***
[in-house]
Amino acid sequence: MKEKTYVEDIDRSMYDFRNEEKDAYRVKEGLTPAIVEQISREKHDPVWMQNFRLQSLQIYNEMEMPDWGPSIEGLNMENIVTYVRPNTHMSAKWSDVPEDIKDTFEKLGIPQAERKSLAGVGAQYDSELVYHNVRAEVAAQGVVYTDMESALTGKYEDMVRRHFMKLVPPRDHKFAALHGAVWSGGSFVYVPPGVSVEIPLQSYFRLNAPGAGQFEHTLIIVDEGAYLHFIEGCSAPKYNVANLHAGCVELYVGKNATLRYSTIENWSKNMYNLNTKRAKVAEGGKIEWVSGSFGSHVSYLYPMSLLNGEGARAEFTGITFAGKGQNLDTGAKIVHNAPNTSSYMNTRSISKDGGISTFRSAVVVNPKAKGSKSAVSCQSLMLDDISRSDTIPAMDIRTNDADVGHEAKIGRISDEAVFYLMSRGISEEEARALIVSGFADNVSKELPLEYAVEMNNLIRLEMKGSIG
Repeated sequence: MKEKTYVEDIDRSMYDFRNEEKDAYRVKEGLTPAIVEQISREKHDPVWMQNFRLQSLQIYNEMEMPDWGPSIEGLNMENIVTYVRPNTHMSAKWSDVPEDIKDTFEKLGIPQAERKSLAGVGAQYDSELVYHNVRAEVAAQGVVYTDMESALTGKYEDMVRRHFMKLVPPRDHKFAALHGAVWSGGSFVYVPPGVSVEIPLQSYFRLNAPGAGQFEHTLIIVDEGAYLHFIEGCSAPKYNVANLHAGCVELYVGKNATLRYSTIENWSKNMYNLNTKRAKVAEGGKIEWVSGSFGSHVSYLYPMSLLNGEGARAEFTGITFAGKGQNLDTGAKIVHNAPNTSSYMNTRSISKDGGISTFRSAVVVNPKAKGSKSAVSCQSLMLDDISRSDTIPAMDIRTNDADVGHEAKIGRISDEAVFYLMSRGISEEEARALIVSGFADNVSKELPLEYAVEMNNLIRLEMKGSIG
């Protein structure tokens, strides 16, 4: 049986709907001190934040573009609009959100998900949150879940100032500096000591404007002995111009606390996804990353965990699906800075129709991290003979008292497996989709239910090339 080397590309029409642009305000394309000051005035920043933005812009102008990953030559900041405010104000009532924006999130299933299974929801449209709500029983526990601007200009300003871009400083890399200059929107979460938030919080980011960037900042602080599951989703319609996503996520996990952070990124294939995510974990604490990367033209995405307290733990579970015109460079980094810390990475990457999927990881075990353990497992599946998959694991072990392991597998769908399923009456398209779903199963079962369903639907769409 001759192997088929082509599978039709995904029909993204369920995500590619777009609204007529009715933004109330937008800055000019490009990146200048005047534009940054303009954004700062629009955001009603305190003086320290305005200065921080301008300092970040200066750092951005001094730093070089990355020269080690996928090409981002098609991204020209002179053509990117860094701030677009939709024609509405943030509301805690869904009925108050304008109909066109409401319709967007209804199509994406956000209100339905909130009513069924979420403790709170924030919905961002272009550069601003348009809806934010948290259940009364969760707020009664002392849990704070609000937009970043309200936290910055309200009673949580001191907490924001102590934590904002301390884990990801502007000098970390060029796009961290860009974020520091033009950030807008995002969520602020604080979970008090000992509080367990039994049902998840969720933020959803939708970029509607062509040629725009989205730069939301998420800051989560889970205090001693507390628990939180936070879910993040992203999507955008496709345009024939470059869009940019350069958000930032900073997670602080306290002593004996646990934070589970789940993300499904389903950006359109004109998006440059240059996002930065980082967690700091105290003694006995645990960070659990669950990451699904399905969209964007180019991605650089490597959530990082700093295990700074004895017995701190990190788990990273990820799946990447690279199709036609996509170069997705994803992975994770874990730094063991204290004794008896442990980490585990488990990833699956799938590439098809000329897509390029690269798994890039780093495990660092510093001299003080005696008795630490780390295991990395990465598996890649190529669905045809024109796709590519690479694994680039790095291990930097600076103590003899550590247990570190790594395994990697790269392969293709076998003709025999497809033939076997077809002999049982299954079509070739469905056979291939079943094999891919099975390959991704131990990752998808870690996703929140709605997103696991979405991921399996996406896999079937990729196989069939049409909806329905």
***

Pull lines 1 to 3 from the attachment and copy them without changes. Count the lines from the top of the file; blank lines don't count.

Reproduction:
[in-house]
Amino acid sequence: MKEKTYVEDIDRSMYDFRNEEKDAYRVKEGLTPAIVEQISREKHDPVWMQNFRLQSLQIYNEMEMPDWGPSIEGLNMENIVTYVRPNTHMSAKWSDVPEDIKDTFEKLGIPQAERKSLAGVGAQYDSELVYHNVRAEVAAQGVVYTDMESALTGKYEDMVRRHFMKLVPPRDHKFAALHGAVWSGGSFVYVPPGVSVEIPLQSYFRLNAPGAGQFEHTLIIVDEGAYLHFIEGCSAPKYNVANLHAGCVELYVGKNATLRYSTIENWSKNMYNLNTKRAKVAEGGKIEWVSGSFGSHVSYLYPMSLLNGEGARAEFTGITFAGKGQNLDTGAKIVHNAPNTSSYMNTRSISKDGGISTFRSAVVVNPKAKGSKSAVSCQSLMLDDISRSDTIPAMDIRTNDADVGHEAKIGRISDEAVFYLMSRGISEEEARALIVSGFADNVSKELPLEYAVEMNNLIRLEMKGSIG
Repeated sequence: MKEKTYVEDIDRSMYDFRNEEKDAYRVKEGLTPAIVEQISREKHDPVWMQNFRLQSLQIYNEMEMPDWGPSIEGLNMENIVTYVRPNTHMSAKWSDVPEDIKDTFEKLGIPQAERKSLAGVGAQYDSELVYHNVRAEVAAQGVVYTDMESALTGKYEDMVRRHFMKLVPPRDHKFAALHGAVWSGGSFVYVPPGVSVEIPLQSYFRLNAPGAGQFEHTLIIVDEGAYLHFIEGCSAPKYNVANLHAGCVELYVGKNATLRYSTIENWSKNMYNLNTKRAKVAEGGKIEWVSGSFGSHVSYLYPMSLLNGEGARAEFTGITFAGKGQNLDTGAKIVHNAPNTSSYMNTRSISKDGGISTFRSAVVVNPKAKGSKSAVSCQSLMLDDISRSDTIPAMDIRTNDADVGHEAKIGRISDEAVFYLMSRGISEEEARALIVSGFADNVSKELPLEYAVEMNNLIRLEMKGSIG